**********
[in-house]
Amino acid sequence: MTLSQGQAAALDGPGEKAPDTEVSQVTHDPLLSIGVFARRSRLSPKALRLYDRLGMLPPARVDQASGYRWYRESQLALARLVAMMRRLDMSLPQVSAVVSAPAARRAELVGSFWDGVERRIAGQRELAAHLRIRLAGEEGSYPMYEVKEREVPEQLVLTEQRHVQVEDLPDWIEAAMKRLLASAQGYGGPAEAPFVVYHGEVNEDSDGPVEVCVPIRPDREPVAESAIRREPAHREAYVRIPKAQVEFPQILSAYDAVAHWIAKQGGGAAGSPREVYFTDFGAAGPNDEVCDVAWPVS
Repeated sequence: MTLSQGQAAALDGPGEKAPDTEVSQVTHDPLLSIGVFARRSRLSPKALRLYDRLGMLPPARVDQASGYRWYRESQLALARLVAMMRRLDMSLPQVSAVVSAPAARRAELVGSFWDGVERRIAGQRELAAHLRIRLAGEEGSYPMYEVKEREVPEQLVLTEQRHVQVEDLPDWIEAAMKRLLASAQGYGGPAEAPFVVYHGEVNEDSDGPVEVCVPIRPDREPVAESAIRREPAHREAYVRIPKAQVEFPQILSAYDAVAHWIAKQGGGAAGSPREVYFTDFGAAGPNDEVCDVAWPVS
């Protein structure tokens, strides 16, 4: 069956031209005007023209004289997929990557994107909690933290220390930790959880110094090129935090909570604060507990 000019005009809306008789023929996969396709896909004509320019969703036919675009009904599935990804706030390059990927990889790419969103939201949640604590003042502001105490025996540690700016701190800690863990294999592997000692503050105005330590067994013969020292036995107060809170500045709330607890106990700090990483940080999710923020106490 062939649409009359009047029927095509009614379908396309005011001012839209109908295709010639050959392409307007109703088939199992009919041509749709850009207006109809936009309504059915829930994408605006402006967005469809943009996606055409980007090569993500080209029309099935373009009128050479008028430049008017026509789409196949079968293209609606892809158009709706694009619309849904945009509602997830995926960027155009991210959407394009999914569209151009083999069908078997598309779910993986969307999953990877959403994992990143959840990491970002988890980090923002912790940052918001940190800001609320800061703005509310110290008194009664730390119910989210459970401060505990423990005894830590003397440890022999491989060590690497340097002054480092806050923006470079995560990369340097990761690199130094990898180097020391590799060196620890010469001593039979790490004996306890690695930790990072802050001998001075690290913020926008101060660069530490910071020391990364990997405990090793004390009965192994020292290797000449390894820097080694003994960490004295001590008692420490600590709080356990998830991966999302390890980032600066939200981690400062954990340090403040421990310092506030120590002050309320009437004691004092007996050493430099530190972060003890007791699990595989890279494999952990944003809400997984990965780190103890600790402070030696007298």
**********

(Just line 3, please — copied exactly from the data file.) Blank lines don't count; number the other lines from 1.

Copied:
Repeated sequence: MTLSQGQAAALDGPGEKAPDTEVSQVTHDPLLSIGVFARRSRLSPKALRLYDRLGMLPPARVDQASGYRWYRESQLALARLVAMMRRLDMSLPQVSAVVSAPAARRAELVGSFWDGVERRIAGQRELAAHLRIRLAGEEGSYPMYEVKEREVPEQLVLTEQRHVQVEDLPDWIEAAMKRLLASAQGYGGPAEAPFVVYHGEVNEDSDGPVEVCVPIRPDREPVAESAIRREPAHREAYVRIPKAQVEFPQILSAYDAVAHWIAKQGGGAAGSPREVYFTDFGAAGPNDEVCDVAWPVS